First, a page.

That's what approximately twenty kids wrote in my fifth grade "yearbook," which was really just a discontinued social studies book that the school let fifth graders keep that year. I still have it somewhere. It was a book of North Carolina history, featuring less than accurate descriptions of how our state was settled, including quaint drawings of pilgrims and Indians hugging that we, as kids, thought made a pretty awesome souvenir of fifth grade.

Enter middle school, with four times as many kids and changing classes, and the distinct possibility that I would actually drown if I tried to get along with the wrong people. So I clung to Art class like a life raft, building my entire public identity around the fact that I could draw just about anything (Except for babies. My babies always looked possessed).

For a while, the strategy seemed to work. I won competitions, but in a good way, where people actually admire what you can do, as opposed to winning the school read-a-thon which only got you branded as a nerd. The popular kids even noticed me, asking me to draw posters for the school basketball games that I had never attended. To my shame, I spent countless hours making these signs to cheer on the Vikings, followed by hours of sitting in the stands, utterly confused about what was happening in the game but glad to be accepted, and valued.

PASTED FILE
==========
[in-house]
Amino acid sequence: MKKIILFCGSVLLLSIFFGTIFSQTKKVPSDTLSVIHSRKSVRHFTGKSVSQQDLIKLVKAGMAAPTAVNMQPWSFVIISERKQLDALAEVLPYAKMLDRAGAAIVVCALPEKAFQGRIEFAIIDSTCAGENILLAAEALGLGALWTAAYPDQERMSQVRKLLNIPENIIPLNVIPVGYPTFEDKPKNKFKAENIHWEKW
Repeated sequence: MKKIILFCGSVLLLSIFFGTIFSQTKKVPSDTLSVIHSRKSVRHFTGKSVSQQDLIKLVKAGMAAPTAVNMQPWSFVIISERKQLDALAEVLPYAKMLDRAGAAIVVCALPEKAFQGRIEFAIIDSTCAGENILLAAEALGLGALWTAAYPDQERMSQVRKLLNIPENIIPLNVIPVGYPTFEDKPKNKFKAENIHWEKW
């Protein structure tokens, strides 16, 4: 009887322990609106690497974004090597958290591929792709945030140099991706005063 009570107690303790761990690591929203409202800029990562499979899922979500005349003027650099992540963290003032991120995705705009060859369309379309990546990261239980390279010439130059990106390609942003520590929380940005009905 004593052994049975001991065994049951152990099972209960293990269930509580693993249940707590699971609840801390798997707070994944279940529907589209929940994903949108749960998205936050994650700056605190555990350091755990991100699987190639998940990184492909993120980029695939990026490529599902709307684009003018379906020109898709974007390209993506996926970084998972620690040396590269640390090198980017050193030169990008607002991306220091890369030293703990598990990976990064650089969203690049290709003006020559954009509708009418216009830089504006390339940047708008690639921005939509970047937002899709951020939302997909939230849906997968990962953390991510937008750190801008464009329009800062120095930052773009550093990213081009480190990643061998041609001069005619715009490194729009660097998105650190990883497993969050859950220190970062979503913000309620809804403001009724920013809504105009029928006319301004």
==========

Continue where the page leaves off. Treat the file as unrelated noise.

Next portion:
Right before winter break, our Art teacher announced that there would be elections for the Art Club when we got back. I knew as soon as she said it that I would be President. Of course I would be! I was nice to everyone. I was always helping other people out. And I could draw. Like, REALLY draw.

I spent winter break making posters for myself this time. I made enough to put one in every hallway, even though there were only seven of us in Art Club. When we got back to school, I was so nervous for our Art Club meeting, where I would get to pitch myself to the other kids and ask for their vote.

When the meeting day came, I walked into the Art room, feeling a mix of excitement and nausea, only to find that there was a new bunch of kids in the room. My old Art friends were there, but so were a bunch of boys who'd never come to Art Club before. They were in Art. I recognized one of them from my class, even. His name was Bradley. He was clearly the ring-leader of the group, making noise and shoving at the other boys the way kids do. He gave me a look that said, "What are you looking at?" So I sat down, wondering why he and his friends were even there.